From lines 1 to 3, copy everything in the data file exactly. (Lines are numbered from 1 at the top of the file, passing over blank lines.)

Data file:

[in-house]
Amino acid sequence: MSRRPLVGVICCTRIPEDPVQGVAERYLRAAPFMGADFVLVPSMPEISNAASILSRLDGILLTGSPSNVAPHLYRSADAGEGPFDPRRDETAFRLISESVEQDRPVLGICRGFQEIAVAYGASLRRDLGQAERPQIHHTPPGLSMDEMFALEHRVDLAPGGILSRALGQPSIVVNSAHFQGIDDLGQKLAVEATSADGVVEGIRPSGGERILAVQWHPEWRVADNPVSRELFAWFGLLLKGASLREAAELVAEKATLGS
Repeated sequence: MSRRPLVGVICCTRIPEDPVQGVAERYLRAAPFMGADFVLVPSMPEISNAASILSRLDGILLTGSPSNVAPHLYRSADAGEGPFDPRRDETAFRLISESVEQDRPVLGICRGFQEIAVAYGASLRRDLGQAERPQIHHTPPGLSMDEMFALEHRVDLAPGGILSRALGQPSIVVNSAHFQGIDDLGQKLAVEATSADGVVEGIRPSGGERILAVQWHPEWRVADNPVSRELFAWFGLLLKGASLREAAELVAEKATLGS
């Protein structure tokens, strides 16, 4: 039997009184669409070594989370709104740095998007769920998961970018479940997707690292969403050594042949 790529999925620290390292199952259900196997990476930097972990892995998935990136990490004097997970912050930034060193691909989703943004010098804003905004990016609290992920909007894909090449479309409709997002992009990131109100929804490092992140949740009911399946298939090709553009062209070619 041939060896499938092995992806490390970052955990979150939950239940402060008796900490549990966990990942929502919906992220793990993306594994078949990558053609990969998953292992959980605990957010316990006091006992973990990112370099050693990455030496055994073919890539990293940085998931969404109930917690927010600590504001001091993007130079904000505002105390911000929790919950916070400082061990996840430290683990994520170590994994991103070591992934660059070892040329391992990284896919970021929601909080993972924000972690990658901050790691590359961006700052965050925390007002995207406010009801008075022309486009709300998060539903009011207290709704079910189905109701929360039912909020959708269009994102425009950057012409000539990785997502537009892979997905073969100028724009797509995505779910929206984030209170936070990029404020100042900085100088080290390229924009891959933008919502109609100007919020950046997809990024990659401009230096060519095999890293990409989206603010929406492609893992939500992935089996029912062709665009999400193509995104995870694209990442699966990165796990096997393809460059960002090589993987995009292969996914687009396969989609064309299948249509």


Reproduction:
[in-house]
Amino acid sequence: MSRRPLVGVICCTRIPEDPVQGVAERYLRAAPFMGADFVLVPSMPEISNAASILSRLDGILLTGSPSNVAPHLYRSADAGEGPFDPRRDETAFRLISESVEQDRPVLGICRGFQEIAVAYGASLRRDLGQAERPQIHHTPPGLSMDEMFALEHRVDLAPGGILSRALGQPSIVVNSAHFQGIDDLGQKLAVEATSADGVVEGIRPSGGERILAVQWHPEWRVADNPVSRELFAWFGLLLKGASLREAAELVAEKATLGS
Repeated sequence: MSRRPLVGVICCTRIPEDPVQGVAERYLRAAPFMGADFVLVPSMPEISNAASILSRLDGILLTGSPSNVAPHLYRSADAGEGPFDPRRDETAFRLISESVEQDRPVLGICRGFQEIAVAYGASLRRDLGQAERPQIHHTPPGLSMDEMFALEHRVDLAPGGILSRALGQPSIVVNSAHFQGIDDLGQKLAVEATSADGVVEGIRPSGGERILAVQWHPEWRVADNPVSRELFAWFGLLLKGASLREAAELVAEKATLGS